Introduction: The analysis of hair cortisol concentrations (HCC) is a relatively new strategy to measure long-term cumulative cortisol level, which is increasingly used in psychoneuroendocrinological research. We measured hair cortisol levels in patients with chronic pain and in a group of control subjects. Methods: Patients with severe chronic pain, aged 20 years or older were recruited in this study. Controls were healthy adults with no pain. We compared HCC and perceived stress scale (PSS) between groups. Results: There were 30 women in each group. Median age was 72.5 years old in patient group, and 43.5 years old in control group. Regarding HCC and PSS, there was no significant difference between groups. Pearson correlation coefficient test showed no correlation between HCC and PSS. Conclusion: HCC was not higher in patients with chronic pain than controls.
A 72-year-old woman who had undergone an ileocecal resection 13 years ago had pain in her scar of abdominal wall for 7 years. At the first examination, she revealed a tender point at the top of her scar; Carnett's sign was present, confirming a diagnosis of anterior cutaneous nerve entrapment syndrome (ACNES). An ultrasound-guided rectus sheath block was performed, resulting in effective pain relief. However, a new tender point was found at the bottom of her scar. She underwent the same procedure, which resulted in temporary pain relief. The procedure was repeated for 20 months. However, the pain relapsed after a short period of relief bought about by nerve blocks. She did not experience a satisfactory reduction in pain, but her quality of life gradually improved.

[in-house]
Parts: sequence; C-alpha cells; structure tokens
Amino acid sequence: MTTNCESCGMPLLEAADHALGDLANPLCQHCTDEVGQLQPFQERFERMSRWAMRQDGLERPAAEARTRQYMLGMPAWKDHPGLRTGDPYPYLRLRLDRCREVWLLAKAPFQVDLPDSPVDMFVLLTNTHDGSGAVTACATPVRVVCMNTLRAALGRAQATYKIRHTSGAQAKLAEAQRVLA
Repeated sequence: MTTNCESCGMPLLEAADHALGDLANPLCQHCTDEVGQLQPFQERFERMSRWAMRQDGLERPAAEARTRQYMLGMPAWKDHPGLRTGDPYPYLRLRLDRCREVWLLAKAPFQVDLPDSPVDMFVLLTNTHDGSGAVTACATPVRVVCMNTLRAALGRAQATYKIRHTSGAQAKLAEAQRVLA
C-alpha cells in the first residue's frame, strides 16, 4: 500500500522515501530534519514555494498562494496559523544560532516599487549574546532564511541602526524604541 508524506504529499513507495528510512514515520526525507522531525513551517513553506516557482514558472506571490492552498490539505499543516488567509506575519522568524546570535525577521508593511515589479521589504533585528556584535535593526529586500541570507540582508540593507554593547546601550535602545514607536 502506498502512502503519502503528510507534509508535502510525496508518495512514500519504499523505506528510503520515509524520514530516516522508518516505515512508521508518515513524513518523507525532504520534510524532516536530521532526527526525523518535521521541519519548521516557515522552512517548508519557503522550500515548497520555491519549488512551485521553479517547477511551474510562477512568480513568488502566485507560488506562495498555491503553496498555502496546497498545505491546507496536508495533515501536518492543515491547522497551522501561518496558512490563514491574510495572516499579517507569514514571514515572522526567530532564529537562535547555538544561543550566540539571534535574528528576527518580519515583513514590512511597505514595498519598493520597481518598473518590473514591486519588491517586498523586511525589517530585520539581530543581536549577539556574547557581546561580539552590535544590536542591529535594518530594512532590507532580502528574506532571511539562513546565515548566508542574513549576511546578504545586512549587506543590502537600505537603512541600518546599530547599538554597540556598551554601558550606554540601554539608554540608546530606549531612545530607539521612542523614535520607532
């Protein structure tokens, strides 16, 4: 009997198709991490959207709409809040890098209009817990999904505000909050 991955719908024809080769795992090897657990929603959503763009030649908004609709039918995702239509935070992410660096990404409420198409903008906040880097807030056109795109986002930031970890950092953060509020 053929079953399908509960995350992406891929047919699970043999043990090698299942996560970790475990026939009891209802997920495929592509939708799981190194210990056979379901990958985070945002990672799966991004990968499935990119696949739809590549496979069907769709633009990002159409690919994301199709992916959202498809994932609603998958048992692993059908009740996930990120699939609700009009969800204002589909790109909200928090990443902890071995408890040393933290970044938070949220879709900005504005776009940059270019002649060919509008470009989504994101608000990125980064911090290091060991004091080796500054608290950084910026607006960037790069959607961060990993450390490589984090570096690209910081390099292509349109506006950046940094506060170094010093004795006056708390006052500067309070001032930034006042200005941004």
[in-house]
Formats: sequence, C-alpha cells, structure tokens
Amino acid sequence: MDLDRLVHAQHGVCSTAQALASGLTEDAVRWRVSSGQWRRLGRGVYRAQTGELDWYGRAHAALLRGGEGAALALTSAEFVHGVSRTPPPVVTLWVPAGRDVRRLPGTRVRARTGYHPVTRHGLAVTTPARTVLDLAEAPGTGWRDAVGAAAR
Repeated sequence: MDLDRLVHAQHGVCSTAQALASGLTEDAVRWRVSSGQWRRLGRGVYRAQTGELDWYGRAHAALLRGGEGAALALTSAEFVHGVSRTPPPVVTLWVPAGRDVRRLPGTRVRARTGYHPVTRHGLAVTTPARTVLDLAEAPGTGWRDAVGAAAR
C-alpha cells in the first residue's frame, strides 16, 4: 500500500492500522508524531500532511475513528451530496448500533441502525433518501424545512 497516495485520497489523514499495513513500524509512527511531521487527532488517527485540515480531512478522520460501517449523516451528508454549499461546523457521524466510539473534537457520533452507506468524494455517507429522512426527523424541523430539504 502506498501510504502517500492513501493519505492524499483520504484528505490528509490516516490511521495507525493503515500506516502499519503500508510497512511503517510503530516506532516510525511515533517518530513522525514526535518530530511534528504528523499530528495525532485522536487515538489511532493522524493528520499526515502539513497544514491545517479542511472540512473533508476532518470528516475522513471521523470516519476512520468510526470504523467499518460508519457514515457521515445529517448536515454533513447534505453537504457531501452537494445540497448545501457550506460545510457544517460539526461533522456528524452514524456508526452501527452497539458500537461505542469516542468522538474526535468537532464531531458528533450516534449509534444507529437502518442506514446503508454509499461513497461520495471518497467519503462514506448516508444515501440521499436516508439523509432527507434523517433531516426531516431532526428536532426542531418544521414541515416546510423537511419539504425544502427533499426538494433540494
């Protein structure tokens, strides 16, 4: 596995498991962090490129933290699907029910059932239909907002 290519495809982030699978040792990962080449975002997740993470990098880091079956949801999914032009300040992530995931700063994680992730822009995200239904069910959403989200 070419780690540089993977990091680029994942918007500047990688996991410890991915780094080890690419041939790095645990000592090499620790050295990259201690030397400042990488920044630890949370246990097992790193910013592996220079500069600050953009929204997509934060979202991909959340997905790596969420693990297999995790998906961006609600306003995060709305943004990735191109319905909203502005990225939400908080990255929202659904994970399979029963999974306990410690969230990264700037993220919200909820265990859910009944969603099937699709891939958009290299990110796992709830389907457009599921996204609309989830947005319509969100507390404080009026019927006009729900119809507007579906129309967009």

Saddle block is effective for perineal cancer pain. However, there is substantial risk of relative opioid overdose and opioid withdrawal syndrome following sudden relief of pain. We report a case of successful management of saddle block for intractable anal pain in a patient who required high-dose opioids. A patient in his forties was referred to our hospital due to intractable anal pain. 40 mg/day of transdermal fentanyl was administrated, but numerical rating scale (NRS) rated 8–10/10. Saddle block was scheduled because of insufficient pain relief. To avoid relative opioid overdose and opioid withdrawal syndrome, we switched from transdermal fentanyl to oxycodone injection. We performed saddle block while reducing oxycodone injection. NRS rated 0/10 just after saddle block without any adverse effects. Although we performed saddle block with tetracaine or phenol glycerin several times during the hospitalization, no significant block-related adverse effects were encountered.